"To all of the hurting families, I want you to know that all Americans mourn by your side," Trump said. "Your loved ones will not have died in vain. We're one nation, we grieve together and we heal together. I can never imagine your pain or the depth of your anguish. I can promise to fight for justice for all of our people," he said.

The president said he gave the families a commitment to work toward reform, referencing Sen. Tim Scott, the Senate's sole African American Republican who is leading the GOP's legislative effort.

"I gave a commitment to all of those families today with Sen. Tim Scott, Attorney General Bill Barr. We are going to pursue what we said we will be pursuing and we will be pursuing it strongly," Trump said.

White House Press Secretary Kayleigh McEnany described the meeting as "very emotional" and said there were "a lot of tears."

"There were a lot of tears, there was a lot of emotion, and the president was devastated," McEnany told reporters later in the day. "I was just in the Oval Office with him before I walked out, he said to me, 'These are devastating stories. I love these families, and I will be helping these families. So he took it deeply personally. It's very productive meeting, a solutions oriented meeting."

The White House did not reveal the names of the family members who met with the president and they did not join the president on the podium when he signed his executive order. The White House said it was a "mutual decision."

"It was a mutual decision because it wouldn't really wasn't about doing a photo opportunity, we wanted the opportunity to really hear from the families and protect them," White House aide Ja'Ron Smith said. "It was personal."

President Trump offered his clearest endorsement of efforts to seek legislative reform, beyond his executive order.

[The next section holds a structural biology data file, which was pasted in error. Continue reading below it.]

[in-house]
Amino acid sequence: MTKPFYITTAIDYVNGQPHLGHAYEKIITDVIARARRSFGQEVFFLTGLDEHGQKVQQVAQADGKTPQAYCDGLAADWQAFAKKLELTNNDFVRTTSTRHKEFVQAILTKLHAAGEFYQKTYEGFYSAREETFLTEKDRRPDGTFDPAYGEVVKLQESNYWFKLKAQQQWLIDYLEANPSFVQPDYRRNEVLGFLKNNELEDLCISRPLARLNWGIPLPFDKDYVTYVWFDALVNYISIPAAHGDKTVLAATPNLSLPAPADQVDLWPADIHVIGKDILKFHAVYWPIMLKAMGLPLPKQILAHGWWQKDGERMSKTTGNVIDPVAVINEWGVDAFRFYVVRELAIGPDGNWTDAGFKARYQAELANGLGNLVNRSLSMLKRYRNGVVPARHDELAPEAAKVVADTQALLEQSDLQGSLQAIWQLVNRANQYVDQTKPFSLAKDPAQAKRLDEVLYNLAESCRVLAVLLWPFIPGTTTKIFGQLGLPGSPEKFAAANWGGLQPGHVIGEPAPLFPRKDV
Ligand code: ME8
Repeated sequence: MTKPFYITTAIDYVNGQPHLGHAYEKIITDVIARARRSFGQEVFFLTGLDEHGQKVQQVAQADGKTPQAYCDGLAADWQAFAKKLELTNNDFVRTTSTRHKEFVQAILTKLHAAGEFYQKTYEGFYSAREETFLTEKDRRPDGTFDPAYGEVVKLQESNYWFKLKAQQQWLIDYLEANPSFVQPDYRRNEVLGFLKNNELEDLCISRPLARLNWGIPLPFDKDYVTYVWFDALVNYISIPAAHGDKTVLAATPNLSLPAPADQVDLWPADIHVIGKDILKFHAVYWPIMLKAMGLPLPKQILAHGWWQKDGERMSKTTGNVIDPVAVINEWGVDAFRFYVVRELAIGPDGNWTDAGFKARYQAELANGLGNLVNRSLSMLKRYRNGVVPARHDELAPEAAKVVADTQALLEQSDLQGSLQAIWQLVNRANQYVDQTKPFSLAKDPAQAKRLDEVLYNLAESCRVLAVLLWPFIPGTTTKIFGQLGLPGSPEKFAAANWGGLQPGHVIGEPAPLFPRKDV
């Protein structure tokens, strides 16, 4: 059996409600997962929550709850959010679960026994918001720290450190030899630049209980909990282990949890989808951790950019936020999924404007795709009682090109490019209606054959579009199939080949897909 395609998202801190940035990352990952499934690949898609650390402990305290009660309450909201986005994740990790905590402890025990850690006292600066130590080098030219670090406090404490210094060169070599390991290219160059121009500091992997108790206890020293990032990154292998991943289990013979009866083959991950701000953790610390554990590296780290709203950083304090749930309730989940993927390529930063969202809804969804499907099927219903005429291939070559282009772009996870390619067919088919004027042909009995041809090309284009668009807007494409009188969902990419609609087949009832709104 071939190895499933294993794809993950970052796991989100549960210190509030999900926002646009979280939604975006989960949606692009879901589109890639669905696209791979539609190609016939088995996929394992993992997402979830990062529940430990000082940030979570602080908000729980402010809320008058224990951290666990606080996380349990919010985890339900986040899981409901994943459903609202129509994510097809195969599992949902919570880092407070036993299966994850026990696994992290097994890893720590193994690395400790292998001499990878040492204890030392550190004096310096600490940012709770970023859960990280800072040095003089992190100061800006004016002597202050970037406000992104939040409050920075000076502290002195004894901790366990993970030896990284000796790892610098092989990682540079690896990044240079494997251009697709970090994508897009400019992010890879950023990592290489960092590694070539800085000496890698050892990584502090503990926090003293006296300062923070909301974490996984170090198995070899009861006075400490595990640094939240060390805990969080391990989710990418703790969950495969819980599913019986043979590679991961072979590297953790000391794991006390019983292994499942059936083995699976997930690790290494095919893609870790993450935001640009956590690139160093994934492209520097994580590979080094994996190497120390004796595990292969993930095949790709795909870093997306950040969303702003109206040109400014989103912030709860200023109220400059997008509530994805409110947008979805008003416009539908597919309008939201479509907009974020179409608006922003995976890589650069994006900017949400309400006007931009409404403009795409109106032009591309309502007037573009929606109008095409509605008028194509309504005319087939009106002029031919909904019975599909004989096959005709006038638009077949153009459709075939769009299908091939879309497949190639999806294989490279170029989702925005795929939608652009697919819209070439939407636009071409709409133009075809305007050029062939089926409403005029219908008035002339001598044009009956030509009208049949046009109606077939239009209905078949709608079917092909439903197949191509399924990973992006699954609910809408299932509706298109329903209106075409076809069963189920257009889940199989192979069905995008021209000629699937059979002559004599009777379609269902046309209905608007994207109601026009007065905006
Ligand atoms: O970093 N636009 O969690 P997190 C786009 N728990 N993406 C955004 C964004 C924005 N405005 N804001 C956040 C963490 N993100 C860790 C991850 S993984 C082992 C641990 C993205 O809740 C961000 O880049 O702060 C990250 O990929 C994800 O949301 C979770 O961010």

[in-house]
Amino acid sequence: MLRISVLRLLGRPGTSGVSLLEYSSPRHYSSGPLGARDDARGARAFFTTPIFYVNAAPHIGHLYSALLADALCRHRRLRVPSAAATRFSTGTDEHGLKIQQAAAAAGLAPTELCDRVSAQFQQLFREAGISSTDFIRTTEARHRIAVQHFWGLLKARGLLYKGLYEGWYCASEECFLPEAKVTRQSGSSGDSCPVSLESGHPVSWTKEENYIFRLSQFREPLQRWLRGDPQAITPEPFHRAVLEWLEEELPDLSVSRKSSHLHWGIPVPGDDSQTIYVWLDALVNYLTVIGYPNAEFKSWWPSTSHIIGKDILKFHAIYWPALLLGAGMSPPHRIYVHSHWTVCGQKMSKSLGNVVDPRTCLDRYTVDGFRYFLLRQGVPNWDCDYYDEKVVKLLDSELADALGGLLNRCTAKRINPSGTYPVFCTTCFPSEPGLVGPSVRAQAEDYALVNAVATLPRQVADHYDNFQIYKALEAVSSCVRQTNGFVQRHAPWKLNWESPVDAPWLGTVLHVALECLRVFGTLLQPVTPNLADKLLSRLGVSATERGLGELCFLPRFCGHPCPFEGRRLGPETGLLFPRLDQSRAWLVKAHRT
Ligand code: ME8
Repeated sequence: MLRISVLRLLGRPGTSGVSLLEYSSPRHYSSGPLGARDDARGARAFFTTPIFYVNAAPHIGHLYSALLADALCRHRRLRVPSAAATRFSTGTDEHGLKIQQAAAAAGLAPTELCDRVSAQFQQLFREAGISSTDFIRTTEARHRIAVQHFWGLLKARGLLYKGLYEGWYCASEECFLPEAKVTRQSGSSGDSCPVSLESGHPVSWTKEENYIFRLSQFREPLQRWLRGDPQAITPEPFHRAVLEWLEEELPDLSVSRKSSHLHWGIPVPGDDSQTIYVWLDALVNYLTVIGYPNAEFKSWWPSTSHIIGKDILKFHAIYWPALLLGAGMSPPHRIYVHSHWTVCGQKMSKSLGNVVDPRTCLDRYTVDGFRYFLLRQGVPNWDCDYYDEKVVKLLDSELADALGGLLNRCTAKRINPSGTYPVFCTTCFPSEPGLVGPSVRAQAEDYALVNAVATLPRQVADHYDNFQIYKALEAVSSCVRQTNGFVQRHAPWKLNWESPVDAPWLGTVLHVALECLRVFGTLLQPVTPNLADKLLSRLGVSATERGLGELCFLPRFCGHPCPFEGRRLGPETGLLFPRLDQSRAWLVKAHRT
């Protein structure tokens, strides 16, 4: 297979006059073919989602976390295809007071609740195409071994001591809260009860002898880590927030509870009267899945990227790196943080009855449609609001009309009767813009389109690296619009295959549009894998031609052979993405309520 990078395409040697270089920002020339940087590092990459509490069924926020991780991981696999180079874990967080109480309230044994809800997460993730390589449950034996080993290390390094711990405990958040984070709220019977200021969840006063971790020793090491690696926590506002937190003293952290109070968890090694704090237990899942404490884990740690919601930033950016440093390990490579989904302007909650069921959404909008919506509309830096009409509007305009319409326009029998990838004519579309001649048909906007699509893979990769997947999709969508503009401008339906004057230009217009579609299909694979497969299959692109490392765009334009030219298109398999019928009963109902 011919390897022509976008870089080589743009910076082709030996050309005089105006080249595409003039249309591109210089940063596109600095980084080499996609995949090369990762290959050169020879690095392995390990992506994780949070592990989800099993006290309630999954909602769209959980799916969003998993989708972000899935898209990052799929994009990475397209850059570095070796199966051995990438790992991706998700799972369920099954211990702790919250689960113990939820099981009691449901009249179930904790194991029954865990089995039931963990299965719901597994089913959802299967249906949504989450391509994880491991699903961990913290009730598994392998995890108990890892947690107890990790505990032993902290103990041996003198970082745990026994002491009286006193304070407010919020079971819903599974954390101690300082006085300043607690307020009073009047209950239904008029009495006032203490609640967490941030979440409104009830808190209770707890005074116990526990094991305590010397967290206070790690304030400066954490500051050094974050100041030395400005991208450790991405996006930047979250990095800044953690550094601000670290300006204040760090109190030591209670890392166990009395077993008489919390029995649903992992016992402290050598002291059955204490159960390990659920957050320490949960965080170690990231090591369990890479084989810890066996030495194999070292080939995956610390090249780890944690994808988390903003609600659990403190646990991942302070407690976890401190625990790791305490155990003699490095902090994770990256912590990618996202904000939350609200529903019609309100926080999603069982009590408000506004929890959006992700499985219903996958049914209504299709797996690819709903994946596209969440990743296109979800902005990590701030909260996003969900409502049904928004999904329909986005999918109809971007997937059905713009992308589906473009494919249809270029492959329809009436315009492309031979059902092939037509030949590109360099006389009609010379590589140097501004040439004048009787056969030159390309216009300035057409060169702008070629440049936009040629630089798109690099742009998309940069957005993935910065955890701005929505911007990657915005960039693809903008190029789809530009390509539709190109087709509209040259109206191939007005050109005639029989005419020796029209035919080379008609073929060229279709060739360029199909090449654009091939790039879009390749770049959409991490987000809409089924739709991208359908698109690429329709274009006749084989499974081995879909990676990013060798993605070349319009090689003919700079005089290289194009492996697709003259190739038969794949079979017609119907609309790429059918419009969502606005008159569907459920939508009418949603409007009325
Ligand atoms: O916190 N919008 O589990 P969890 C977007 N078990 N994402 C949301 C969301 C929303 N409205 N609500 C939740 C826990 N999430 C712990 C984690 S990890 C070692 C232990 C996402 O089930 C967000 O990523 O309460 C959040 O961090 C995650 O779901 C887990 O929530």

"Beyond the steps we're taking today, I am committed to working with Congress on additional measures," Trump said. "And hopefully they'll all get together, they'll come up with a solution that goes even beyond what we're signing today, but this is a big, big step."

As he now expresses support for reforming the nation's policing system, the president falsely accused the prior administration of not even attempting to bring about change.

"President Obama and Vice President Biden never even tried to fix this during their eight-year period. The reason they didn't try is because they had no idea how to do it. And it is a complex situation," Trump said.

But the prior administration did set about seeking reforms. President Obama set up a "21st Century Policing" task force to develop recommendations for police departments with the recommendation that "Law enforcement culture should embrace a guardian -- rather than a warrior -- mindset to build trust and legitimacy both within agencies and with the public."

This report was featured in the Wednesday, June 17, 2020, episode of “Start Here,” ABC News’ daily news podcast.